Hello friends, my name is Madison Godfrey, or as those of you who attended Tuesday night’s Festival Opening Address may recognise me as, ‘the kneecaps poet’. As a brief introduction; I’m a writer and educator, I’ve flown here from Boorloo/Perth, and my favourite colour is purple. I’m at the Festival talking about my new book Dress Rehearsals (out now from Nakkiah Lui’s JOAN Press), and I’m also your 2023 SWF Festival Blogger. I’ll be checking in each day with observations and behind-the-scenes goss; consider me the Gossip Girl equivalent of your Festival.
Tuesday night’s opening event was one of the strongest festival line-ups I’ve ever encountered. Opening with Booker Prize winner Bernardine Evaristo, followed by Miles Franklin winner Alexis Wright, then winner of our hearts Benjamin Law (who was recently the co-executive producer, co-creator and co-writer of Wellmania). A night of heavy hitters, who tackled heavy topics with grace and expertise, that gave insights into how writing shapes the future; as a fistfight with historical ‘truth’, an act of caretaking, a cultural mirror you never encountered so you had to write it into existence. The event was introduced with a Welcome to Country and moment of silence from Michael West, and the event was shared in Auslan by two live interpreters. The event concluded with a poetry performance by yours truly!
How beautiful to be here, how impossible to feel this exact way ever again.
Was I nervous before the event? Yes. Did people say I seemed remarkably calm? Yes. Does wearing my favourite Lucy & Yak jumpsuit help every high-pressure situation? Oh, you bet it does.
Some BTS observations from the green room;
- Bernardine Evaristo drank a coffee at 6pm, which in my mind, is quite an astounding time to consume caffeine if you want to sleep that evening. Impressive.
- Benjamin Law’s mum, Jenny, was a green room guest of honour. It’s clear where her son gets his charisma and ability to bring joy into a room just by entering it.
- Alexis Wright and I discussed the weight of her new book Praiseworthy. Not, as you may assume, the significant cultural and emotional weight of a book that discusses the climate emergency and Aboriginal sovereignty. Rather we discussed the practical inconvenience of carrying around such a large book when travelling for festivals.
If you were in the audience, you’ll know that there’s no way to briefly summarise the three speakers. To blurb them here, would be an injustice to their expansive ideas. I implore you to spend time with each of them throughout the festival, as I most definitely will. Here are some of my favourite quotes,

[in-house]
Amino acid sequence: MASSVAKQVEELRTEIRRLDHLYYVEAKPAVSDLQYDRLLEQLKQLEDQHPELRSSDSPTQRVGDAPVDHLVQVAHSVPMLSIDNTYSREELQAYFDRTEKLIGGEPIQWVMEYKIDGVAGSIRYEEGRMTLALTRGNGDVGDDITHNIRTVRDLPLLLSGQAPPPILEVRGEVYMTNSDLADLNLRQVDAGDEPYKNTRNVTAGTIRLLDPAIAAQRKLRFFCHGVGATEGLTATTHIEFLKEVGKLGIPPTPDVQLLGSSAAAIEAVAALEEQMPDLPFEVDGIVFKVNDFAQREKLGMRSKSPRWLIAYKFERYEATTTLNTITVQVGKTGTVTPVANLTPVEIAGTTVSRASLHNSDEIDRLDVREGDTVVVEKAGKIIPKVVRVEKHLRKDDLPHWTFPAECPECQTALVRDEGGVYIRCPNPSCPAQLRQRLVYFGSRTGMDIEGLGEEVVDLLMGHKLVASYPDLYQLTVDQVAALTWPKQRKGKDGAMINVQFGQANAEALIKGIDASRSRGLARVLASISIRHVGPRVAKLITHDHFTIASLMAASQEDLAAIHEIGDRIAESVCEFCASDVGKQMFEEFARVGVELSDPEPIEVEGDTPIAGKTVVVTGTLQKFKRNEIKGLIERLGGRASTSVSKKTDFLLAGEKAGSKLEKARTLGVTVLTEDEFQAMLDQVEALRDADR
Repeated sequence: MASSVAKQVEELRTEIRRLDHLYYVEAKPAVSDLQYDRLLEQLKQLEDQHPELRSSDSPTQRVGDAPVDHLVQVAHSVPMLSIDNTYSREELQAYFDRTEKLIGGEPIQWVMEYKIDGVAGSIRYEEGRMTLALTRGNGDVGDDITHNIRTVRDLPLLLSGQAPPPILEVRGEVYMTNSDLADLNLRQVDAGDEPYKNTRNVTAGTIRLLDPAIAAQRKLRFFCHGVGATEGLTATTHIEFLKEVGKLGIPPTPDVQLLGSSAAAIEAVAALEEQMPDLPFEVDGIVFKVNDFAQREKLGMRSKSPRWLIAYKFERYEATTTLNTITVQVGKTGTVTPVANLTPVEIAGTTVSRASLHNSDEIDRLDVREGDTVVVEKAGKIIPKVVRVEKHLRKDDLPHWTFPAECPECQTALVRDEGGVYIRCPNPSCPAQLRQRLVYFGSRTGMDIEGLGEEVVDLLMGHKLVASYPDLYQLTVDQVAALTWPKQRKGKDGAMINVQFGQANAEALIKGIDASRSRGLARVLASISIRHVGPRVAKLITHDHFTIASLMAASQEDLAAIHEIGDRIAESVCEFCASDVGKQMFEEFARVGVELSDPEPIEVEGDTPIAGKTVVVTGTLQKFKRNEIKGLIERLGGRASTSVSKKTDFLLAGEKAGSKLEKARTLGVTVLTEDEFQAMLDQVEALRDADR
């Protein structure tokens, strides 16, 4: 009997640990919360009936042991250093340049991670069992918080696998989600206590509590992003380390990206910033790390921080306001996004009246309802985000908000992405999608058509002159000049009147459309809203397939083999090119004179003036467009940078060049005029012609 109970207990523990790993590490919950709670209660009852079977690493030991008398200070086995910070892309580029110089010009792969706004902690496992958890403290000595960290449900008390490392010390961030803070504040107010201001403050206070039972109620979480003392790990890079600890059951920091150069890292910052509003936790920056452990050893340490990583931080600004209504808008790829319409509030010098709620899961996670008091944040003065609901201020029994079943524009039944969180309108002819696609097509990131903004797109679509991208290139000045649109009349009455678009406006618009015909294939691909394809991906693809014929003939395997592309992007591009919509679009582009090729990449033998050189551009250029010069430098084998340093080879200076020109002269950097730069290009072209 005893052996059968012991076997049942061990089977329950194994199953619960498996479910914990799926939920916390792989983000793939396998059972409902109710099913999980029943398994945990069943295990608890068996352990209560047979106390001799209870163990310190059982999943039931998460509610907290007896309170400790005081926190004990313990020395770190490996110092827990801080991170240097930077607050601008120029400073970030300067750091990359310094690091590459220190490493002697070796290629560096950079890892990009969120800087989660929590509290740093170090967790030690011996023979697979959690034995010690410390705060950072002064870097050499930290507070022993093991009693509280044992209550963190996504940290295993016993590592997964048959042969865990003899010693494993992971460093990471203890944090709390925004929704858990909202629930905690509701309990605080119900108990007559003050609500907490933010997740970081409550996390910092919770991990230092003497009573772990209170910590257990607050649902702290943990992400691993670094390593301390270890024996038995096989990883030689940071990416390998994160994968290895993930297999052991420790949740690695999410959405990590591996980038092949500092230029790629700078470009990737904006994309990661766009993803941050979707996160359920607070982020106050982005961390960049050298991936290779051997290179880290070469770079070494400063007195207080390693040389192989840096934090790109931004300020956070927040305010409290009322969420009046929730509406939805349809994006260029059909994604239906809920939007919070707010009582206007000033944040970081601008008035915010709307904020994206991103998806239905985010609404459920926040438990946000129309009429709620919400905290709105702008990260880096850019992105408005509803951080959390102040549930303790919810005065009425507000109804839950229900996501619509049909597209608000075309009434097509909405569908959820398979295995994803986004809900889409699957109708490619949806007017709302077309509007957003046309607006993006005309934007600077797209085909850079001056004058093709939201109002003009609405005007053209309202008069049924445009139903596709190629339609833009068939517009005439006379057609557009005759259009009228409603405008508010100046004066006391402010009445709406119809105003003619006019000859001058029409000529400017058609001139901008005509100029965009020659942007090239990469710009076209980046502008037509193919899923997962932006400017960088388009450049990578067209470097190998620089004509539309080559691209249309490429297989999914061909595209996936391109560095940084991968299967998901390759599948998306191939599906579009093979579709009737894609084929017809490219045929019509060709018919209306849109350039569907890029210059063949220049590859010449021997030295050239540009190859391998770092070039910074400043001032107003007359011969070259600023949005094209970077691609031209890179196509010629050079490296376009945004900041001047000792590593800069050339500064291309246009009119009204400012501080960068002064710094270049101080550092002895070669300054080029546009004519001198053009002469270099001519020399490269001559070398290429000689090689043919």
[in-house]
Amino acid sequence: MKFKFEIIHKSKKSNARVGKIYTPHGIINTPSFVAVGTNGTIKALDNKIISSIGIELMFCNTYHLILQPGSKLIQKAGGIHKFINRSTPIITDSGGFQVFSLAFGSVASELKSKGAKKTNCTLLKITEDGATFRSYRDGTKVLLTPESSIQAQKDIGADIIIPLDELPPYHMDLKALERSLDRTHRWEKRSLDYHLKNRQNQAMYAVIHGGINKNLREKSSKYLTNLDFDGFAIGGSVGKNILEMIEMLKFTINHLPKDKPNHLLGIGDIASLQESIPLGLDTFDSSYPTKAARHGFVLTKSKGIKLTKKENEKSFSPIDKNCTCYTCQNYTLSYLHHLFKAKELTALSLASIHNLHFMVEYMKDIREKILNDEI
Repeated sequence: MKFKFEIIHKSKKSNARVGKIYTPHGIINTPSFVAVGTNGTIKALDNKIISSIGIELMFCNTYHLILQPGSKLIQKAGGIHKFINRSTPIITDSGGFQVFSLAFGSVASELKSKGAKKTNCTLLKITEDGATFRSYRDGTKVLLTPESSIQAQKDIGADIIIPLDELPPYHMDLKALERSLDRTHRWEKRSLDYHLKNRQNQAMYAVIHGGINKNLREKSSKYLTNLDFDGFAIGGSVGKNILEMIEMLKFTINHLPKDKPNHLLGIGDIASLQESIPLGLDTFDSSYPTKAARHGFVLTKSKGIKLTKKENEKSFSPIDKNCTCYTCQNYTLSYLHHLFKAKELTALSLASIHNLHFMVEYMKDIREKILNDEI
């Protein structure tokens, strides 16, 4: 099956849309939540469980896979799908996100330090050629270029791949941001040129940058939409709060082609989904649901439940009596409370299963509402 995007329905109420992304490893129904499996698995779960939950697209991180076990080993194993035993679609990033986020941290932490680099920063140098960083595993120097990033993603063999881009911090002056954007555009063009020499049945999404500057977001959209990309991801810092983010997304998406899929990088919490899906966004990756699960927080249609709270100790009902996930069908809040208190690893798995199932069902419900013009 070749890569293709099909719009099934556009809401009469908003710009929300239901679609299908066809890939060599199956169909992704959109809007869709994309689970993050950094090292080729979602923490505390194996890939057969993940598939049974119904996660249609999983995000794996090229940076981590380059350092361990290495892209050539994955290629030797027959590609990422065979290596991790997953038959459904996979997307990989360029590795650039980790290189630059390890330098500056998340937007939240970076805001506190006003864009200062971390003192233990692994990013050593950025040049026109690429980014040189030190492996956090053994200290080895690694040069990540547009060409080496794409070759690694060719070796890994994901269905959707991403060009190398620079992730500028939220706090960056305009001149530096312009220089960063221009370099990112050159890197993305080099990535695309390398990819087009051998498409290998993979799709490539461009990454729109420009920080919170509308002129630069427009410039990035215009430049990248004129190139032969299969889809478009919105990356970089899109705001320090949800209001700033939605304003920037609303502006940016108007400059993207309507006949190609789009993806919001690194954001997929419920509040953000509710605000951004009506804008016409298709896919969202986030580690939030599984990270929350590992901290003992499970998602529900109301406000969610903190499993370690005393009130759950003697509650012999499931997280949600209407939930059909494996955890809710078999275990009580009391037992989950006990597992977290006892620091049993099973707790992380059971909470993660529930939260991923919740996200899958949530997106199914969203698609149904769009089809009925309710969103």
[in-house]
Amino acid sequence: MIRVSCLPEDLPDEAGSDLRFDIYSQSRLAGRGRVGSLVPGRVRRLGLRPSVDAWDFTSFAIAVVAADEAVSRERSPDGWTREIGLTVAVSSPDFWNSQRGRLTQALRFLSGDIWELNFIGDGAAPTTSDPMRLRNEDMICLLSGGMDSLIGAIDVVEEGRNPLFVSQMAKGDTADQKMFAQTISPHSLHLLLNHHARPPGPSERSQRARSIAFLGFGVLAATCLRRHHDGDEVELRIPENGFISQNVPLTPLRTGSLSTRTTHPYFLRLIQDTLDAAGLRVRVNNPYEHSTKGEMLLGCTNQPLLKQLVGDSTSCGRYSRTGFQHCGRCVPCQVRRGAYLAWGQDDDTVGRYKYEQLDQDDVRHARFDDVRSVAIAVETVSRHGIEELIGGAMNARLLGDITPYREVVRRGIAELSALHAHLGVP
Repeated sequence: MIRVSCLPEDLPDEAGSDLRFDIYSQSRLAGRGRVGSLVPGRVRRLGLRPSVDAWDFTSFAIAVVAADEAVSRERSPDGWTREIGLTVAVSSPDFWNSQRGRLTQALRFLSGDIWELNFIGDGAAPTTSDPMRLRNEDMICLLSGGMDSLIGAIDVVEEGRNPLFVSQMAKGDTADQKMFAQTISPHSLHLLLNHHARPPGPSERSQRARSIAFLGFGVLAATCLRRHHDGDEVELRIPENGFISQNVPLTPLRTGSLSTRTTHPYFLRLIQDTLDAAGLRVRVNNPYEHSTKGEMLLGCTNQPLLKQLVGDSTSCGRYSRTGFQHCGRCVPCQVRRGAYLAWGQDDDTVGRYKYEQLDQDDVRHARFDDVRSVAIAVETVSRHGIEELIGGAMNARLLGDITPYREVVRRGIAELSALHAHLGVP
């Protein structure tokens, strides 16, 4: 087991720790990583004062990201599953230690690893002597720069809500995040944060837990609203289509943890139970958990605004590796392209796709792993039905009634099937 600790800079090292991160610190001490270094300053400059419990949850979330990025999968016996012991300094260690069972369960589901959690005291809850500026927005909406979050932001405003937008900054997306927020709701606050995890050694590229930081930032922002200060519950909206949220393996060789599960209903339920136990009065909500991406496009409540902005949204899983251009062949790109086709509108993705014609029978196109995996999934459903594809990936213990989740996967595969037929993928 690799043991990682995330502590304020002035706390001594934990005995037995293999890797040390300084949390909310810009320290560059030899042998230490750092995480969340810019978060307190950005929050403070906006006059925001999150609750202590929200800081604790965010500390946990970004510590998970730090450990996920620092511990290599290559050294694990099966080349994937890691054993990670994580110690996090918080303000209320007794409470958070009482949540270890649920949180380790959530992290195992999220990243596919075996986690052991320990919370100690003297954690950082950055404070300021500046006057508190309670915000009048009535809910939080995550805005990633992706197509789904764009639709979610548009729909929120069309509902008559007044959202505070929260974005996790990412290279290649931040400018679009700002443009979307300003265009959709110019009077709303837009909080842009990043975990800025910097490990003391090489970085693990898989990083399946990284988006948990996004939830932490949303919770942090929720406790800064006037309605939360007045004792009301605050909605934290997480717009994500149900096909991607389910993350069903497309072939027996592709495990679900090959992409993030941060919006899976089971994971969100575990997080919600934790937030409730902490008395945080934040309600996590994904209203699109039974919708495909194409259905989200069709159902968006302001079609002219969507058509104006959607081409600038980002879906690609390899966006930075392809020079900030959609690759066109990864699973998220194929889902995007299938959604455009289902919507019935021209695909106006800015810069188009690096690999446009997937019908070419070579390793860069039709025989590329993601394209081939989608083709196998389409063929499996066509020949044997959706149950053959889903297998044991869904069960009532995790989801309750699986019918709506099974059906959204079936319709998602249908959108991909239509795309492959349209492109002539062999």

- Alexis Wright says, “you might say, we live in the infinite clock of Country, its pulse, its constant heartbeat ... we are part of the same heartbeat that is ancient and still revolving and renewing itself. We cannot step out of or apart from the pulse of Country.” She explores how books can be attempts to understand, with the writer “travelling imaginary paths.” I am excited to hear more from her on Saturday night.
- Talking about “tomorrow, and all of our tomorrows” Bernardine Evaristo says that the “voiceless now have more of a voice ... the marginalised are moving the centre towards them.” Bernardine speaks of curiosity, of treating dominant history as a truthless artefact of power, of how society stretches far beyond a singular storytelling gaze.
- Benjamin Law says “I belong in this room” while discussing tokenisation in television writing rooms. However, the statement clearly applies in this room, on this festival podium, too. Benjamin belongs here. He positions himself as the bodyguard of all debut or emerging writers who have been told their inclusion is tokenistic, and I catch some author faces in the audience beaming back at him.
"I implore you to spend time with each [of the speakers] throughout the Festival, as I most definitely will."
As the opening of his witty speech, Law details his very first Sydney Writers Fest, how a volunteer (we love you, SWF volunteers!) told a younger debut author Benjamin Law to “enjoy it while it lasts, because nothing ever does.” Of course, this is a blessing and a burden. Both our joys and our sorrows have an expiry date, as do our successes and failures. Yet, these are the sentiments I find myself clutching to, as I step on stage to share my poetry in front of almost 900 audience members. It is these words, alongside those from Evaristo, Wright and Artistic Director Ann Mossop, I will hold tight throughout the festival. How beautiful to be here, how impossible to feel this exact way ever again.